Cthulhu and Bad 16-Bit Nostalgia

Cthulhu Saves The World has done pretty well for itself since its release on steam [http://zeboyd.com/2011/07/18/zeboyd-games-revenue-from-steam-exceeds-1yr-xblig-revenue/]. Part of me thinks this is great, especially for the developer, but another part of me is annoyed by the hype the game seems to have garnered. The game is a basic 16-bit era role-playing game that adds contemporary necessities, such as a save-at-anytime feature, and puns the genre as much as presenting another entry into the epic-type story landscape.

This is the wrong type of nostalgia. If something is worth remembering about JRPG’s, isn’t the contrived storylines that repeat themselves in each new offering. What is worth honoring is the sense of adventure and the mechanics that made the endless bashing of monsters appeasable, if not outright fun. Case in point: while most would agree that Final Fantasy VIII had a more compelling story than FF7 managed to produce [a great memorial on FF 8’s story and other improvements: is found here:http://www.popmatters.com/pm/feature/70336-remembering-the-orphan-final-fantasy-viii/ ], FF7 was infinitely more loved in part due to the fact that the Materia system worked much better than the broken magic system its sequel introduced.

What killed the JRPG is the same adherence to traditional functionality structure that has recently destroyed the music-game genre is stagnating the Call of Duty type of first-person shooters. I wish Zeboyd games all the best, but what I want out of my RPG re-hashes aren’t the same old fighting system with a bit of a tune-up. That is not the reason why I remember the 16-bit era nor should it ever be. It is this type of misplaced nostalgia that killed the genre in the first place, stagnating everything into poorly made rip-off of Final Fantasy or Dragon Quest. Indeed, examples of recent RPG’s that have lauded critical acclaim and good sales are the games that have kept the sense of adventure the genre is so well known for while completely overhauling the dated combat system: DQ IX, Ys: The Oath in Felghana, Persona 3. Instead, what is referenced as a time honored tradition in releases such as Cthulhu Saves The Earth, and somewhat less recently Double Fine’s Costume Quest, is the antiquated battle system. Releases like this point out that it is the battle-system (and the inventory system, as well) that has been systemically retained in the consumers and developers minds as the indicator of a role-playing game, and it is this reason why we will never get to play English versions of some really cool and genre-innovating games like Last Story or Xenoblade. After all, they are RPGs, and those are boring.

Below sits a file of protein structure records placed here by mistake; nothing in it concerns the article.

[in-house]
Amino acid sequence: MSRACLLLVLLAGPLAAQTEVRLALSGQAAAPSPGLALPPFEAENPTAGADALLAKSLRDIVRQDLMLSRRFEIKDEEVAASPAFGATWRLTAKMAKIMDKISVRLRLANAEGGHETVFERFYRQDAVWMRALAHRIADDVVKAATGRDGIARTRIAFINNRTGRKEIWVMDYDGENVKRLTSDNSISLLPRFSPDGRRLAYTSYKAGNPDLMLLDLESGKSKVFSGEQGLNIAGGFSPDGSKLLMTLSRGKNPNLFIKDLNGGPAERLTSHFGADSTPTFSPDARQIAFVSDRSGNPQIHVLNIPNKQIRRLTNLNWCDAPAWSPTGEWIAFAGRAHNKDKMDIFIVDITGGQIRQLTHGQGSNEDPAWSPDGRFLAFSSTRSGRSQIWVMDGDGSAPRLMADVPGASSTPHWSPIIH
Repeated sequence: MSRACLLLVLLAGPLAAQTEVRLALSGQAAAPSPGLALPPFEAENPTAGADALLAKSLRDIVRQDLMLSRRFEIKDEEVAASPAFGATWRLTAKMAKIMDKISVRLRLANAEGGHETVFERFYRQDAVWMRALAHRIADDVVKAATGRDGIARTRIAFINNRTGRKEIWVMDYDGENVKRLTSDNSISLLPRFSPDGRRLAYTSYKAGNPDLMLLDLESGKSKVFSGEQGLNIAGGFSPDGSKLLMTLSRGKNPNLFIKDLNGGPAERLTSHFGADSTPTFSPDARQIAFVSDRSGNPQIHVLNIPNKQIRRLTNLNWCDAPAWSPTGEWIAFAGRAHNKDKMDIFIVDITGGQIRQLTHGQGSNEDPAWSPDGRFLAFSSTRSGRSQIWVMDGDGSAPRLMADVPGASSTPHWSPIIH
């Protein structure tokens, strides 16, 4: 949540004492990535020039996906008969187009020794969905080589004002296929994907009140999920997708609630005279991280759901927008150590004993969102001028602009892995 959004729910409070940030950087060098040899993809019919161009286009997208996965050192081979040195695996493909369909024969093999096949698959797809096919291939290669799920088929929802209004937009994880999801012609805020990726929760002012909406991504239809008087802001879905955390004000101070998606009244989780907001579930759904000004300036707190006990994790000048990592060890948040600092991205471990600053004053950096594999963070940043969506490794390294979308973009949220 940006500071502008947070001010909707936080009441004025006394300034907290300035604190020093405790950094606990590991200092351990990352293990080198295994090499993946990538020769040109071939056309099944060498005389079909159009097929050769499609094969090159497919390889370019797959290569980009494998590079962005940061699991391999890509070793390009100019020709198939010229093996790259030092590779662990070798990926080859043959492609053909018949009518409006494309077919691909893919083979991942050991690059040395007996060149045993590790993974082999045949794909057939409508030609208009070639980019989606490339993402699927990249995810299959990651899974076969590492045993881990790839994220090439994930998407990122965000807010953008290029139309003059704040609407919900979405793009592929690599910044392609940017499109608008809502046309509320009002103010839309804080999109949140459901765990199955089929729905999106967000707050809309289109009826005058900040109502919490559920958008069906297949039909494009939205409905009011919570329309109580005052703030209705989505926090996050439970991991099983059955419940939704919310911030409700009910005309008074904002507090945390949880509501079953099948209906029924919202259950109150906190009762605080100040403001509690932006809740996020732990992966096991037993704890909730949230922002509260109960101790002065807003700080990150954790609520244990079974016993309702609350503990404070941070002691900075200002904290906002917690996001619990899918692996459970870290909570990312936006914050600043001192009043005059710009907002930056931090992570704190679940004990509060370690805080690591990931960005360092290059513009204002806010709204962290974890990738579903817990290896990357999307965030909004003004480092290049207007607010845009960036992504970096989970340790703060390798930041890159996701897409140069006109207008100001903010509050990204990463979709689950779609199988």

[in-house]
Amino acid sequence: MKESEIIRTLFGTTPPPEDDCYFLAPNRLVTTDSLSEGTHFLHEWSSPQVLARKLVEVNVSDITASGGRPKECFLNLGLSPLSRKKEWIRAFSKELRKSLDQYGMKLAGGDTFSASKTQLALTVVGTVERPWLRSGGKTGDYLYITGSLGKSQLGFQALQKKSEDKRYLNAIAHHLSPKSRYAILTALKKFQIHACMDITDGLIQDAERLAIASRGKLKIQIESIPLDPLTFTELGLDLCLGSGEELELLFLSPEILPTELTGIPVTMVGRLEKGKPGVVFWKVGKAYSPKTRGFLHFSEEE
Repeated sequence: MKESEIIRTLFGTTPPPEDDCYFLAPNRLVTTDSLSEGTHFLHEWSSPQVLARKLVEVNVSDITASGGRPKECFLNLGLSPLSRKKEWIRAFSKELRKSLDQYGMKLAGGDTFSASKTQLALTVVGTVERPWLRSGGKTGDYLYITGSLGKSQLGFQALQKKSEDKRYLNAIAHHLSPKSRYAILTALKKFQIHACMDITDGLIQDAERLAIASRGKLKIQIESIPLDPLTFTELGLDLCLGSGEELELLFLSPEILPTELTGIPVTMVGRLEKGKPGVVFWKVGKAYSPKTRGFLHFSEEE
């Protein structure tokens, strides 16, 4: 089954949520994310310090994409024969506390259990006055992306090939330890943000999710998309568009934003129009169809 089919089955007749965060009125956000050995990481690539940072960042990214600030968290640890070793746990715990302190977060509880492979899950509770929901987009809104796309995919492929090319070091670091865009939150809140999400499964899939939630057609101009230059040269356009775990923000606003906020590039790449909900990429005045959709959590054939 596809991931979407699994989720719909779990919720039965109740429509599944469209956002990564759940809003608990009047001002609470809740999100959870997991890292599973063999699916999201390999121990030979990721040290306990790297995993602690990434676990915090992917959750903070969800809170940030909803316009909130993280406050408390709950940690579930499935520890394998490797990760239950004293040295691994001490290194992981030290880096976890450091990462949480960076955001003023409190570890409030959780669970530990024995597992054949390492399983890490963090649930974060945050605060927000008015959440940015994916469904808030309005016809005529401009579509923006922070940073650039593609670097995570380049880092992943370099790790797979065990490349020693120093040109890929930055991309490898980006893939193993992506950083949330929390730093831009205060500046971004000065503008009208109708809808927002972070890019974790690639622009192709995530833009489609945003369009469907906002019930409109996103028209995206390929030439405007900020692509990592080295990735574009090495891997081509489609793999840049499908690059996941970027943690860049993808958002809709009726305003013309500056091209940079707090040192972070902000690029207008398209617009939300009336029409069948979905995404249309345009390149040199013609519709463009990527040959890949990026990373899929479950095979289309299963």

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Thoughts on DarkSpore

I played this game for roughly an hour and a half before it decided to completely freeze-up my computer. I lost all the progress I made. Anyways, the time spent playing has left me with some impression on what I liked and what I did not about the game.

What I liked: Player Customization
There are a 100 heroes to choose from (eventually...), much more than the usual 3 or 4 you might find in a dungeon crawler. Even better, because of the Spore creature editor, you can basically customize your heroes to be uniquely yours. Chances are that playing multi-player I am not going to run into someone who, even if they had the same team as me, had the same looking monsters. This is amazing.

The Dungeon crawling aspect is also competent. Which is exactly what I want out of this type of game.


What Sucks: The Stick with the Carrot on it is way too long and I can't really reach the carrot and now I'm not that hungry anymore so fuck you carrot

Dungeon Crawlers work because they offer immediate satisfaction of new loot and new upgrades to the character. The problem with DarkSpore is that a) you can't access the loot until after the level is over, and 2) there's no real character stats customization to speak of, at least in the hour and a half i played. When I leveled up I just got a new power for my creatures that I couldn't choose myself, and there were no points to distribute on a character sheet or anything of the type either; the progress just doesn't feel like I'm accomplishing anyways. And since I can't access loot until after a level, I have no drive to go on for the "1-more-turn" mentality of finding that one last rare item I really want.


End result, since the game crashed on me and I lost all progress, I have no real desire to ever start the game up again. Should I?

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Let Us PLay Through Together (Part II)

 Disclaimer: